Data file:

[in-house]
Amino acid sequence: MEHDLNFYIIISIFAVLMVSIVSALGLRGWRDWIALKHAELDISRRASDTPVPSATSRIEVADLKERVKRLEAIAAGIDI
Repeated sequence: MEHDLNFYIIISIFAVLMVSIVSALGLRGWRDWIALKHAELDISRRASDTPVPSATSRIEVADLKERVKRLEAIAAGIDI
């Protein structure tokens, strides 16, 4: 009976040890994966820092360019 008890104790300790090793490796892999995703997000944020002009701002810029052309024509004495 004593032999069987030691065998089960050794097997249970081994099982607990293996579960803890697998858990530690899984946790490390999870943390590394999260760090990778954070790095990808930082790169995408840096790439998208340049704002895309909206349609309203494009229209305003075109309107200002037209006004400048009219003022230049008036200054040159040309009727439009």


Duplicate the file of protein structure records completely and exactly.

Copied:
[in-house]
Amino acid sequence: MEHDLNFYIIISIFAVLMVSIVSALGLRGWRDWIALKHAELDISRRASDTPVPSATSRIEVADLKERVKRLEAIAAGIDI
Repeated sequence: MEHDLNFYIIISIFAVLMVSIVSALGLRGWRDWIALKHAELDISRRASDTPVPSATSRIEVADLKERVKRLEAIAAGIDI
């Protein structure tokens, strides 16, 4: 009976040890994966820092360019 008890104790300790090793490796892999995703997000944020002009701002810029052309024509004495 004593032999069987030691065998089960050794097997249970081994099982607990293996579960803890697998858990530690899984946790490390999870943390590394999260760090990778954070790095990808930082790169995408840096790439998208340049704002895309909206349609309203494009229209305003075109309107200002037209006004400048009219003022230049008036200054040159040309009727439009």